The day after Obama won his second term the markets took a bit of a tumble. The Dow dipped below 13,000 for the first time in a few months. US Congressional gridlock and the ongoing crisis in Europe are mostly to blame. What is more interesting, even if it's unsurprising, is the rush to bonds- US government bonds to be exact. Indeed, the yield on ten-year treasury notes dipped as low as it has since May. Even with our ratings downgrade (which no one now cares about in the slightest) and huge debt, it is cheaper than ever for us to borrow money. We are still the safest piggy bank out there.
With the "fiscal cliff" of expiring tax cuts and automatic spending cuts looming, the spirit of compromise is being sprayed into the air like a bottle of Glade mountain berry. Democrats are fond of saying we need a "balanced" approach to reducing the deficit. Nominally this means some tax increases along with spending cuts. Republicans are now, apparently, open to some sort of "new revenue." What this means is unclear. Closing loopholes sounds great, as the word "loophole" is synonymous with unjustly escaping punishment of some kind, but what if that loophole is the earned income tax credit? That's not so good for most of us. Certainly Republicans have made it clear they aren't at all open to a capital gains tax, or financial transaction tax of any sort for that matter. (We could switch the word "tax" to "fee" if that makes people feel better?) Both parties agree, despite the record-setting cheapness of our borrowing costs and the weakness of our economy, we must focus on the debt.
The election, however, frequently drifted away from the economy. Liberals, with some help from idiotic Republicans who couldn't shut up about rape, made social issues take the forefront several times. Gay rights, women's reproductive rights, voter rights, and even though the candidates barely mentioned it, immigration. While all of these issues (particularly immigration) have a great deal to do with the economy, most people's thought processes separate them. It wasn't too long ago conservatives loved to start warring over our culture, but as America becomes more civilized, it appears they can't win general elections on these issues anymore. One can hardly blame liberals for co-opting this strategy, but they don't compliment it with coherent economic arguments like conservatives tend to. Because of the little difference between Republican and Democratic economic philosophies (and I use that term loosely), small things get exaggerated and the focus shifts elsewhere. If one party knows they can win on social issues, they hammer away at it.
While liberals have seemingly won the majority of battles over social policy the last few decades, they have decisively lost the war over the economy. Despite the vast amount of evidence proving government spending is crucial to regaining levels of economic growth needed to bring down employment, there is no one (few notable economists aside) defending "big government." There is no one saying "right now, debt really isn't that important." We have an economy producing way under its capacity and if the word "stimulus" is mentioned, people are still worried about inflation. The stimulus we did get was full of the same old supply-side policies that simply didn't, and won't, spur the economy in any meaningful way.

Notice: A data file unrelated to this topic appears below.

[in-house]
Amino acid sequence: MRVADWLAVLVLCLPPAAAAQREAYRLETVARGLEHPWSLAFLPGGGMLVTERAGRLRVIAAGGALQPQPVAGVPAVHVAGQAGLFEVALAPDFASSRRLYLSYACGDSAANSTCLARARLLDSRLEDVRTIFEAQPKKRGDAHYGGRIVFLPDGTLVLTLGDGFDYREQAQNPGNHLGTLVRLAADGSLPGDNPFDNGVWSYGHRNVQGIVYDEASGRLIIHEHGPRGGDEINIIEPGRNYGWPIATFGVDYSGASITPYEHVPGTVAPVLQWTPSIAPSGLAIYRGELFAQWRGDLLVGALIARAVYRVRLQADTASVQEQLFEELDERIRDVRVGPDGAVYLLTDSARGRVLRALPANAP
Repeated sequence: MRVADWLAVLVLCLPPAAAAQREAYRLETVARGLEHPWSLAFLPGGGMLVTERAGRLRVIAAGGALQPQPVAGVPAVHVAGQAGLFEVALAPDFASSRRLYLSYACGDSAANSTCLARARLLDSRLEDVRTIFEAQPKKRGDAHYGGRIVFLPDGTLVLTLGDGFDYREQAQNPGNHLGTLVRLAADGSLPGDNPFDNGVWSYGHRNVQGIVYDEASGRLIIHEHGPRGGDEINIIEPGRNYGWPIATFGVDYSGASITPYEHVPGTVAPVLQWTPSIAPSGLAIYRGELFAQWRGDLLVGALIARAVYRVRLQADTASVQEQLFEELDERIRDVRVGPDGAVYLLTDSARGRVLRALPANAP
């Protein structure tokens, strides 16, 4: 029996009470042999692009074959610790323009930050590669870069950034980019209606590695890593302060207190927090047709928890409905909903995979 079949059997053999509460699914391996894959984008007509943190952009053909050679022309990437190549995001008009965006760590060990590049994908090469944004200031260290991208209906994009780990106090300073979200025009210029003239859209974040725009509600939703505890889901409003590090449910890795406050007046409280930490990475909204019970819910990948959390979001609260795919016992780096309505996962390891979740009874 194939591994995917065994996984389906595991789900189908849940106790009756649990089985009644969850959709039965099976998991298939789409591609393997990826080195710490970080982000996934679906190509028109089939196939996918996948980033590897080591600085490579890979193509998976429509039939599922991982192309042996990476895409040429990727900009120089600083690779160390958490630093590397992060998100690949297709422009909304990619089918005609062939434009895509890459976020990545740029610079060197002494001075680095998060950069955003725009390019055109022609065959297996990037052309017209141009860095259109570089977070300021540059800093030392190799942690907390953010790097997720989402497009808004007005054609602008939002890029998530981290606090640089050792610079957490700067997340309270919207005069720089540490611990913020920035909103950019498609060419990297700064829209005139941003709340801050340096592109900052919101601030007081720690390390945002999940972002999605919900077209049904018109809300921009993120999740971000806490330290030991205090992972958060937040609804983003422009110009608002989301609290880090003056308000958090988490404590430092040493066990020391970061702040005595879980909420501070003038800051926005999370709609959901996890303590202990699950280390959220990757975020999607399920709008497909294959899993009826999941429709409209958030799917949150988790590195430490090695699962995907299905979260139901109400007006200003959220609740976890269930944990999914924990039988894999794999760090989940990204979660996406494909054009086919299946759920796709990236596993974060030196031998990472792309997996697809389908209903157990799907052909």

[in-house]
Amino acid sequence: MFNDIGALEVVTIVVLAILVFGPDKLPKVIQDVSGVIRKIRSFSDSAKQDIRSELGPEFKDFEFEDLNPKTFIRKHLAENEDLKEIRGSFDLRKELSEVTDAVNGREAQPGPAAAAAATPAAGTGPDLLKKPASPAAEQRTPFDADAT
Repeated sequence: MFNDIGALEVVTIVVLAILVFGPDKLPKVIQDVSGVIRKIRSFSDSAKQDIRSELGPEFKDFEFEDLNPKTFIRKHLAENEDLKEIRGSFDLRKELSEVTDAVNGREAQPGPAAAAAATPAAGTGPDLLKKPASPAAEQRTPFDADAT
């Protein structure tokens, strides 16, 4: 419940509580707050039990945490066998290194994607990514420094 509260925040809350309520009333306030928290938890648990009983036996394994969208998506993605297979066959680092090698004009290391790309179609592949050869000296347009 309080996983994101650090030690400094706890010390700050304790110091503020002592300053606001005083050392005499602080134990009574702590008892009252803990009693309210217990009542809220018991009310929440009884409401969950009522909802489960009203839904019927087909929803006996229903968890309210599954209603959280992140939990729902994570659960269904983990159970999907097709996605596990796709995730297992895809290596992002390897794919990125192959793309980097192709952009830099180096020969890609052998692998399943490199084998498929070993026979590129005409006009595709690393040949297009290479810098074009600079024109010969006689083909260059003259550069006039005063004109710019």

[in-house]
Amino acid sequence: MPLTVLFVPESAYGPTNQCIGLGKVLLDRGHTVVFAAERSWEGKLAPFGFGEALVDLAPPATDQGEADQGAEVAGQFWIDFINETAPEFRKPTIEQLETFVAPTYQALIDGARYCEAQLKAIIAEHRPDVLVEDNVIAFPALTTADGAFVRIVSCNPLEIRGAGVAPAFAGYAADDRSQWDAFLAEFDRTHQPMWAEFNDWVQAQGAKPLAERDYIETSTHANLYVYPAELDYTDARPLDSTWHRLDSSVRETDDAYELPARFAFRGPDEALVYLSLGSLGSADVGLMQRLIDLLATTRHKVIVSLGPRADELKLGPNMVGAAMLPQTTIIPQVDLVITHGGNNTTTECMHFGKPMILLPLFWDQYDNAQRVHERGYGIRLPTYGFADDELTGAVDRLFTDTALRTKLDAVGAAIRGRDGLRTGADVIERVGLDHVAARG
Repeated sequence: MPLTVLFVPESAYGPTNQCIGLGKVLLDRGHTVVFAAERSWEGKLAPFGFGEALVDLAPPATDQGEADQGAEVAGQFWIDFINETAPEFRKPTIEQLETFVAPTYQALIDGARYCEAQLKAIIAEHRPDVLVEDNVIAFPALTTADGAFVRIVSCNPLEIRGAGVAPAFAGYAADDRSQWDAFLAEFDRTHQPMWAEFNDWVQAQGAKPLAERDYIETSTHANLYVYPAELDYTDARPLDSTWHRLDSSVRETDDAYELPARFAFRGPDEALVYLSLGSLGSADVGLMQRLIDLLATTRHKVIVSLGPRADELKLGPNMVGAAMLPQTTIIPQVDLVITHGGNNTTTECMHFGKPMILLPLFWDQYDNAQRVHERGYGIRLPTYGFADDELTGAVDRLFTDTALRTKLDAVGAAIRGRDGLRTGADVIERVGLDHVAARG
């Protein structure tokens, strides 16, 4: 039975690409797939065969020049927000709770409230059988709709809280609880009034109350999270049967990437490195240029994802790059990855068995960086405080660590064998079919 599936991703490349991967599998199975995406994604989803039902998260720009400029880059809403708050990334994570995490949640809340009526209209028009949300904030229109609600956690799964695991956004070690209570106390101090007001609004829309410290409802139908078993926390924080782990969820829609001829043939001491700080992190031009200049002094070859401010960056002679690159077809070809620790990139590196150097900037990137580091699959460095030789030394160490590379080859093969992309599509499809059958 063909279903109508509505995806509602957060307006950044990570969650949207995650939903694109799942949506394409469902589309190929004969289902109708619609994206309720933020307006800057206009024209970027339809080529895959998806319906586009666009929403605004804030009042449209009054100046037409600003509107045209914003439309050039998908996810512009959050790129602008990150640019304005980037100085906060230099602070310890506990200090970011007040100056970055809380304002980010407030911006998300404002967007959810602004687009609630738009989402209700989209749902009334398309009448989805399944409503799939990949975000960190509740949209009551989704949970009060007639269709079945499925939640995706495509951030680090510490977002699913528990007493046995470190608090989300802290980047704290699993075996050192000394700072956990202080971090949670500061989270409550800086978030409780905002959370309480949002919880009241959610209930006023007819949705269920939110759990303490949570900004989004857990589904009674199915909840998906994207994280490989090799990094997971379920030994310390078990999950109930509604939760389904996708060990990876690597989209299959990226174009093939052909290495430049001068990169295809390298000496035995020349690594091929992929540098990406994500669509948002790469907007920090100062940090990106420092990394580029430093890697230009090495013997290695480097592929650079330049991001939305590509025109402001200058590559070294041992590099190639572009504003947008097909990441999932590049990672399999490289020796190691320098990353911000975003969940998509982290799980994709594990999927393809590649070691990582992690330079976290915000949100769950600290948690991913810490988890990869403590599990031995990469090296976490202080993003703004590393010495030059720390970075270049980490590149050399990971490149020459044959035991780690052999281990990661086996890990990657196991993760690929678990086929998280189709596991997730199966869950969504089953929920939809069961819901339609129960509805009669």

I realize government spending won't forgive the underlying contradictions in capitalism. I also realize government spending is a sorry substitute for the huge transfer of wealth from the top to the rest of us that is needed. But it is a step in the right direction. Our country is out of date. We are in dire need of an infrastructure upgrade (especially our railways, they are poor by last century's standards). Our internet speeds are laughable. Education. Obesity. The list goes on. All of these grand projects are the sort that government has historically had to address. This spending could, and should, be a no-brainer. What better time than now, when unemployment is high and our borrowing costs are low? It would make the life of millions of people measurably better. It would create new revenue for the government, some in the short-term and lots in the long-term.
Right now, however, we don't have a political party that even wants to make that case. (Yet anyway.) The best we can "hope" for is a "balanced" focus on, of course, debt. (Even the radical left is obsessed with debt.) The ruling class of this country wants a modern developed state to protect their interests (including history's most expensive imperial war machine), but doesn't want to pay for it. Some think this may hasten their downfall. I'm not sure. But election after election, I get the feeling a cliff is an apt metaphor for more than just a few tax increases and spending cuts.